We determined that existing standards had been developed by experts with electrical backgrounds. Overhead disconnects were great for electricians working on electrical panels, motors and other overhead equipment, but what about personnel on the factory floor? Disconnects were ultimately placed at both floor level and mezzanine to accommodate work being performed at both levels. For me, it was my first insight into what later came to be called Safety Thru Design and now Prevention Thru Design being led by NIOSH. (More on these in later blog posts.)

The better designs improved compliance with employees following standard safety procedures.

It was clear that the old designs required significantly more time to properly lockout. In some cases, the time to lockout equaled the time to perform the work. Furthermore, climbing a vertical ladder is anything but comfortable. Was it any wonder that employees chose to take shortcuts?

What I failed to see back then was how profound the time and comfort issues were in the overall scheme of things. It is another example of how I had my eyes opened sitting through my first FDSsafety awareness session. Had I recognized time and comfort issues as pervasive drivers of behavior, perhaps we would have not only worked on the technical challenges but also tried a “softer approach” to offset the natural tendencies to take shortcuts.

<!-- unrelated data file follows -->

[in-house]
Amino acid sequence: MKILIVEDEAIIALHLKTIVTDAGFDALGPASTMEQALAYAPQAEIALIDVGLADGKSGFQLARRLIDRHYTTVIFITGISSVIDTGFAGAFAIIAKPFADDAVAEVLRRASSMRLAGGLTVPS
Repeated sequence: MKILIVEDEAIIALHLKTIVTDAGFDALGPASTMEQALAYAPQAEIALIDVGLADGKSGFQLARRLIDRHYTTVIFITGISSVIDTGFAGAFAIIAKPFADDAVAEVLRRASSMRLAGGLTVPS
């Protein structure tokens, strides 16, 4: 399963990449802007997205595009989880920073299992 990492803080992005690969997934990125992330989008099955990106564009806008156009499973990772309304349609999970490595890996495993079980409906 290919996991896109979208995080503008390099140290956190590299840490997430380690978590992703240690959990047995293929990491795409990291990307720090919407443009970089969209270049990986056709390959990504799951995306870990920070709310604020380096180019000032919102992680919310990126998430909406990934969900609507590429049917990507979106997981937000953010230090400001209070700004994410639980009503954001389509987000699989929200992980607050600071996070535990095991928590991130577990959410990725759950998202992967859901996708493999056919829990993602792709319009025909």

Where lockout and tagout is involved, employees must always be thinking of their family and that their personal safety cannot be compromised – regardless of time and/or comfort issues.





Just receive a letter from OSHA? Here’s what to do

March 12th, 2010 posted by Jim Stanley

Jim Stanley

OSHA just sent letters to 15,000 companies advising that their accident rates were substantially above average. While the letters don’t specifically say so, this likely means an inspection is on the way, especially given OSHA’s recent push on enforcement.

There are five things that should be on the immediate to-do list for every company that received the letter. Read about them in our newsletter.





Safety training is most effective when it changes attitudes

March 8th, 2010 posted by Mike Taubitz

Mike Taubitz

Back in the ‘70s, I moved from engineering to head the Education and Training department in a large automotive engine plant. As an engineer with no formal education in this field, I was unfamiliar with the proper way to assess skill level if we had an employee performance issue. I will never forget the simple test suggested by an experienced colleague.

He offered, “Put an imaginary gun to the employee’s head and tell them to do the job. If they can do it, you’re dealing with an attitude issue – not a skills issue.” Granted, that is a crude metric but it serves as a valid test when we encounter employees taking shortcuts in safety.